Scleral lenses are rigid gas permeable lenses that sit entirely on the sclera and a well-fit scleral lens vaults the cornea and limbus completely. In most cases, scleral lenses are fit in cases of corneal ectasia, especially in moderate to advanced keratoconus (1). However, this beautiful technology has also seen application in the management of ocular surface disease and other areas of eye care (2,3).
Before diving into the therapeutic benefits of this device, a little background on scleral lenses would be important. The scleral lens itself has 3 general zones, the central optical zone, the transition zone, and the landing zone which can be customized to achieve a good fit (4). As mentioned earlier, these lenses sit entirely on the spongy conjunctiva without making contact with the cornea; between the lens and the ocular surface, it vaults there is a fluid-filled reservoir.
The fluid reservoir beneath the lens also aids in the correction of corneal irregularity by neutralizing the irregular surface, combined with the rigid optics of the lens this brings about vision improvement. It is recommended that the fluid reservoir thickness underneath the scleral lens be less than 200 microns to avoid corneal edema (5), however, studies have shown clinical success in patients fit with high fluid reservoir thickness (6).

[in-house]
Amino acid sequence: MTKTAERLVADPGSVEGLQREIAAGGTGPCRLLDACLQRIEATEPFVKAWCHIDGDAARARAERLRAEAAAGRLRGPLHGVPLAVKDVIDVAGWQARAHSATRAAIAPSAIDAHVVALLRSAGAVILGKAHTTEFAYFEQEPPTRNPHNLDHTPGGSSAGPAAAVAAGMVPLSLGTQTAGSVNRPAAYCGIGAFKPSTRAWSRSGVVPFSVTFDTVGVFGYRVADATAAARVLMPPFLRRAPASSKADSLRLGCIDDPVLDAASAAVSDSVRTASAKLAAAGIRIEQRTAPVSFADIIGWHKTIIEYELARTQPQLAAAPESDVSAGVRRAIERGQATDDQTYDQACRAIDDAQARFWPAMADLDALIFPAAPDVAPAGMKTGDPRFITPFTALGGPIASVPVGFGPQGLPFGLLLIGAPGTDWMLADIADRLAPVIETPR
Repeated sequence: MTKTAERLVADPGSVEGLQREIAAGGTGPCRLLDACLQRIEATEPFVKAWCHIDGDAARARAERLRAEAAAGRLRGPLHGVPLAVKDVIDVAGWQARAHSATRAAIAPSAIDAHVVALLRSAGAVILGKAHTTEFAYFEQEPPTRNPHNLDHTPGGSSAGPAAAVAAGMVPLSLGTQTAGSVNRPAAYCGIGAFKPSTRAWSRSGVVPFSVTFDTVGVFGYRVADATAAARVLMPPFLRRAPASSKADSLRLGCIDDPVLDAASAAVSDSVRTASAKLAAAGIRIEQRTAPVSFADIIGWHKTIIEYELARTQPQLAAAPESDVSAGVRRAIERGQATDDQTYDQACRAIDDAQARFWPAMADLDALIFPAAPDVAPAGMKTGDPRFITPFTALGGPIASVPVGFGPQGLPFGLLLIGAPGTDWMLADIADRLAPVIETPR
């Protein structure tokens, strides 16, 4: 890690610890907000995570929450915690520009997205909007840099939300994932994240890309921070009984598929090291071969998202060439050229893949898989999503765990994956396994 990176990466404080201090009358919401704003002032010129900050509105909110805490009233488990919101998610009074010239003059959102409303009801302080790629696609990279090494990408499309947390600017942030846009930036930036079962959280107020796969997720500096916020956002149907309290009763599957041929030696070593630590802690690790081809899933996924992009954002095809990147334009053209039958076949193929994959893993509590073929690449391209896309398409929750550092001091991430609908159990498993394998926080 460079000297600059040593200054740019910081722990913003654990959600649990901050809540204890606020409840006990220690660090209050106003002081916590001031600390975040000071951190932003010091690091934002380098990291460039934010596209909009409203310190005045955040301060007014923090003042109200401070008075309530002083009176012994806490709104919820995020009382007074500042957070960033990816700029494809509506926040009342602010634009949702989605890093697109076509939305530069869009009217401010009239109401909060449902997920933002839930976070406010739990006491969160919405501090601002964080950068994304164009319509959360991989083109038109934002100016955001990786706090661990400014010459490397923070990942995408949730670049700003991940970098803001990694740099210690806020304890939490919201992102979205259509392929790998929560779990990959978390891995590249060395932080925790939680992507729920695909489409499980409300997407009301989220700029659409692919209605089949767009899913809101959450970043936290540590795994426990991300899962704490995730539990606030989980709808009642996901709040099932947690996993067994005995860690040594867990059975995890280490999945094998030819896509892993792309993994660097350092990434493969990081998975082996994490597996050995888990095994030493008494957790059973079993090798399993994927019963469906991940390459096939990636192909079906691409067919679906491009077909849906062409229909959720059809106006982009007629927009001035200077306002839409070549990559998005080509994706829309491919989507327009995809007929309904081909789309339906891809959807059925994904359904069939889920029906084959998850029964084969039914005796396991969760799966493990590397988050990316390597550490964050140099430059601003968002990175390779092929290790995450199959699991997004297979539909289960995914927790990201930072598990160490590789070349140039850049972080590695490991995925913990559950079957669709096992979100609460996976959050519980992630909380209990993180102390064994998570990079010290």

Persistent Epithelial Defects
An epithelial defect failing to heal or re-epithelize after standard therapy in 14 days is termed a persistent epithelial defect (PED) (7). This condition leads to significant discomfort, corneal damage and poses a risk of microbial keratitis. Scleral lenses have been successfully used in managing PEDs when applied with preservative-free antibiotics and even corticosteroids applied into the fluid reservoir prior to their application. In a case series applying the scleral lens technology for PEDs, re-epithelization occurred as early as 7 days in some cases with others requiring application of amniotic membrane grafting together with extended scleral lens wear (8). The scleral lens bathes the fragile corneal epithelium with moisture and protects it from the constant rubbing effect of the eyelids.
Severe Dry Eye Disease
The Tear Film Ocular Surface Society Dry Eye Workshop II (TFOS DEWS II) defines dry eye disease as a multifactorial disease of the ocular surface characterized by a loss of homeostasis of the tear film and accompanied by ocular symptoms, in which tear film instability and hyper-osmolarity, ocular surface inflammation and damage, and neuro-sensory abnormalities play etiological roles’(9). While there are several management options for dry eye disease, the TFOS DEWS II report on the management and therapy for dry eye disease recommends rigid gas permeable scleral lenses as one of the tools available for eye care practitioners to effectively manage severe dry eye disease (10). The fluid-filled reservoir underneath the scleral lens bathes the cornea and ocular surface underneath the scleral lens providing symptomatic relief from dry eye disease and management of ocular surface disease in conditions such as severe dry eyes in patients with severe dry eyes and ocular surface disease as in ocular graft versus host disease and Steven Johnsons syndrome.